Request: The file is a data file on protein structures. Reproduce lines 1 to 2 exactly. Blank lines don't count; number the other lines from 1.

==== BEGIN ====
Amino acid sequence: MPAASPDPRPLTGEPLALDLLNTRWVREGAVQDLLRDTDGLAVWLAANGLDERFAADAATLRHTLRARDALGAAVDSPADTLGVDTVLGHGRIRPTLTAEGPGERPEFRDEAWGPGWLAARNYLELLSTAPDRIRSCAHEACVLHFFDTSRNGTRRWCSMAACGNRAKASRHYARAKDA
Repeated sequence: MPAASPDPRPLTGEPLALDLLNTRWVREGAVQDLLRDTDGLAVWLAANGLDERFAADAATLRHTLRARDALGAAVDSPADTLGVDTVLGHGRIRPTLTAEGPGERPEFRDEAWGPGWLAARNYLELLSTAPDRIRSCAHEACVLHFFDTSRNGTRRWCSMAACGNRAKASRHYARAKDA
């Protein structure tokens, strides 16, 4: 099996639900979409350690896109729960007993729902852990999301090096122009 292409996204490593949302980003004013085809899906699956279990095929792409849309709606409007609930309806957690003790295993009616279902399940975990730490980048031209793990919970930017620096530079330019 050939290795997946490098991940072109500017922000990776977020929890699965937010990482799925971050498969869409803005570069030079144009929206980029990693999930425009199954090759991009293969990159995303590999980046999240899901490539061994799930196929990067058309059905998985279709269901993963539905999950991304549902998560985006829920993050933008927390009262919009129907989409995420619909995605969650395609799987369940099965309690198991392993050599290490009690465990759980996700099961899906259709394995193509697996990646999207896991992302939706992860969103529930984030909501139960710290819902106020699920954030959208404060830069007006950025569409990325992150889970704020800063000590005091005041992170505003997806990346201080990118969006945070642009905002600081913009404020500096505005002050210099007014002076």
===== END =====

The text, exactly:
Amino acid sequence: MPAASPDPRPLTGEPLALDLLNTRWVREGAVQDLLRDTDGLAVWLAANGLDERFAADAATLRHTLRARDALGAAVDSPADTLGVDTVLGHGRIRPTLTAEGPGERPEFRDEAWGPGWLAARNYLELLSTAPDRIRSCAHEACVLHFFDTSRNGTRRWCSMAACGNRAKASRHYARAKDA
Repeated sequence: MPAASPDPRPLTGEPLALDLLNTRWVREGAVQDLLRDTDGLAVWLAANGLDERFAADAATLRHTLRARDALGAAVDSPADTLGVDTVLGHGRIRPTLTAEGPGERPEFRDEAWGPGWLAARNYLELLSTAPDRIRSCAHEACVLHFFDTSRNGTRRWCSMAACGNRAKASRHYARAKDA